The Pandavas then were out of the kingdom of Hastinapur and were walking when a confused Kunti came to her son.
“What was it that Vidura said?” she asked Yudhishtara. “And I did not even know what it was that you said in return.”
Yudhishtara saw the kingdom of Hastinapur far behind him and took in a deep breath as he saw his mother and brothers look at him, questioningly.
“There is going to be a fire. A huge fire and we need to escape it!” Yudhishtara said finally.
The Pandavas were met by a man called Purochana in the city of Vanaravata. He saw the Pandavas and told them that he was here to help them. The Pandavas then met all the high officials in the city of Vanravata and the people were all glad to see the Pandavas.
Finally with Purochana’s help, they went to the palace built for them in the city of Vanravata.
It was a beautiful palace, by any stretch of imagination.
Yudhishtara saw the palace and nodded at Purochana. “We would like to inspect the palace ourselves!” Yudhishtara told Purochana. “It has been built so beautifully.”
Purochana nodded not saying anything as he walked away leaving the six of them alone.
Hurriedly, the Pandavas entered the palace and they were all shell shocked because they made a sad discovery. The beautiful palace was combustible and was built out of resin, hemp, straw, bamboo and butter and lac!
All it needed was a tiny spark and the fire inside the palace would be uncontrollable and destroy everything inside it.
Yudhishtara turned to Bheema, “We need to build an underground tunnel out of the palace. In secret. No one can know about it. To the outside world we act normally, but we work on the tunnel everyday.”
“Tunnel?” Bheema asked as Yudhishtara nodded.
“After we escape the fire, then what?” Bheema asked his eyes popping with anger.
Yudhishtara remembered Vidura’s words.
“We keep moving.” Yudhishtara said slowly. “Right now, we have neither power nor rank in the country. Once, everyone believes that we are dead, no one would be looking for us. Then, we can move freely and we go to all the kingdoms in the country, to build alliances and make ourselves strong!”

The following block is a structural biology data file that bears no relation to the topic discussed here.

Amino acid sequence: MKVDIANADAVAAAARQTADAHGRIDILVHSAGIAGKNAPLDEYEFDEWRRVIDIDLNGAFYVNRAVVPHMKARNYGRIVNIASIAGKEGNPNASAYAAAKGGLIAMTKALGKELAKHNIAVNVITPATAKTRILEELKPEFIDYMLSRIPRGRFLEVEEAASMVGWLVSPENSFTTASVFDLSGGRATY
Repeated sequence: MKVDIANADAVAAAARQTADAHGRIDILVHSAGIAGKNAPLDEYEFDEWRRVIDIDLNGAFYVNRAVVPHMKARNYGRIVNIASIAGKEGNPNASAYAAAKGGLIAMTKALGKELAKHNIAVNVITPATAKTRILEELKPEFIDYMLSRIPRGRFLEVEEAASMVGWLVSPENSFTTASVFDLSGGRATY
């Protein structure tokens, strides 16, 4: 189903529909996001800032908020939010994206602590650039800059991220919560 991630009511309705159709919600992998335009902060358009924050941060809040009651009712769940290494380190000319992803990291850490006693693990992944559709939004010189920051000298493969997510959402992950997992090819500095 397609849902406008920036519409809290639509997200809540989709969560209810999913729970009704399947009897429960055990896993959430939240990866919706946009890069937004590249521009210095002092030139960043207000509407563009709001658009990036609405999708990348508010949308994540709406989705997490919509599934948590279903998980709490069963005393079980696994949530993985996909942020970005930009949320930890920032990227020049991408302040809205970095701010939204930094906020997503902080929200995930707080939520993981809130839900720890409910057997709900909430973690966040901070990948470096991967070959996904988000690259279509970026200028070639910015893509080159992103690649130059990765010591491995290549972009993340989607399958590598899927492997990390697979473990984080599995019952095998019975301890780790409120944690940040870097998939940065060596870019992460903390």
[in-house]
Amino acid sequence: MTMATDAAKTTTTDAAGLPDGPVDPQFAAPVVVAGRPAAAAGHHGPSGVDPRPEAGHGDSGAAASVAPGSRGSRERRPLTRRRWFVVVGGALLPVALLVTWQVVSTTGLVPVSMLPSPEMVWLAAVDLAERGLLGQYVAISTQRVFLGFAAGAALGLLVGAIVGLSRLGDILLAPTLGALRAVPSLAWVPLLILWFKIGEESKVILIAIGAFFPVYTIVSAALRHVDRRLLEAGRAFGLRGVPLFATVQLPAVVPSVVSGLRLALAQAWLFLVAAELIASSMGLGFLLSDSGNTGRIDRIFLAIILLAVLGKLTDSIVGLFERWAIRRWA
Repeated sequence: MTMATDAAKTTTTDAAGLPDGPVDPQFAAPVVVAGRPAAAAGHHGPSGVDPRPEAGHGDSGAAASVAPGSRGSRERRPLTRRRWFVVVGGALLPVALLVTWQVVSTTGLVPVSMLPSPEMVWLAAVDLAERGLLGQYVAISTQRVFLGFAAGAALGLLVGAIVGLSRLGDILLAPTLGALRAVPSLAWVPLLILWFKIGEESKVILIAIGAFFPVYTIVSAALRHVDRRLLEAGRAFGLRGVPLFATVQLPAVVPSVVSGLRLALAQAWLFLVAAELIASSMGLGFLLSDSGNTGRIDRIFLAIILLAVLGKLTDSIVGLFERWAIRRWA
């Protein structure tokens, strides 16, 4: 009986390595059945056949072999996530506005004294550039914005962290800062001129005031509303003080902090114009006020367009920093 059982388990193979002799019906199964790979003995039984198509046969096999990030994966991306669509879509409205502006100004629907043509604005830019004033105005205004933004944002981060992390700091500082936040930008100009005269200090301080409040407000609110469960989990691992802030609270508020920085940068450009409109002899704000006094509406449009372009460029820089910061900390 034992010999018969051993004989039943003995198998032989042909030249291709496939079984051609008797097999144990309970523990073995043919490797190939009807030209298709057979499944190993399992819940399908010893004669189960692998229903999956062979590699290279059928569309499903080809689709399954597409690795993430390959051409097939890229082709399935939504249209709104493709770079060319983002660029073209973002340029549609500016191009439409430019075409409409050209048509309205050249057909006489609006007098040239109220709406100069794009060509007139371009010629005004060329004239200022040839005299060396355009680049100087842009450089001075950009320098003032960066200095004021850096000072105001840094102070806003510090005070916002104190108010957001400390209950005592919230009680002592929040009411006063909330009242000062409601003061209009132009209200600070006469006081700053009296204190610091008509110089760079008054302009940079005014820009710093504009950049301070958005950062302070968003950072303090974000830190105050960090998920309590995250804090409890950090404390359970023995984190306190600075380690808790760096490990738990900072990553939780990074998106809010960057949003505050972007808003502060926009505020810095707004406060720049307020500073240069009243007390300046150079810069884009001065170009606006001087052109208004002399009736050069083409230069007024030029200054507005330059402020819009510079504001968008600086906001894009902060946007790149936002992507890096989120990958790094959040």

Purochana was being very friendly to the Pandavas and he tried to make their stay as comfortable as possible. As he was talking animatedly about the place, a strange man came to see Yudhishtara.
Yudhishtara stared at the man who with his hard and coarse hands looked to be some sort of manual labourer. What really surprised Yudhishtara was that the man introduced himself in the Mlechcha language.
Yudhishtara left Purochana and turned to the newcomer and took him to the inside quarters and for what it was worth replied in the language of the Mlechchas.
“Who are you?” Yudhishtara asked the man.
“I am a miner!” the man said in the same language, “and I was sent by Vidura to help you.”
A beautiful smile broke out in the face of Yudhishtara as he nodded happily at the man.
And so with the help of the miner, right in the middle of the palace, the Pandavas dug a tunnel out of the palace. They hid the hole of the tunnel by a slab to make sure that Purochana who was living outside the palace, did not know what they were doing.
Chapter 1 - The Palace of Lac
Duryodhana, the eldest Kaurava was really jealous of his cousins – the Pandavas. After the death of Pandu and Madri, the Pandavas had returned from the forests with their mother Kunti, Duryodhana just could not bear it. Duryodhana saw the Pandavas as his enemy and did not care who knew it.
Duryodhana’s insane jealousy and eating him up and it was not helped by the fact that Bheema, the second Pandava, was ferociously strong. Even as a young boy, Bheema was a very strong and Bheema found the puny Kauravas very funny.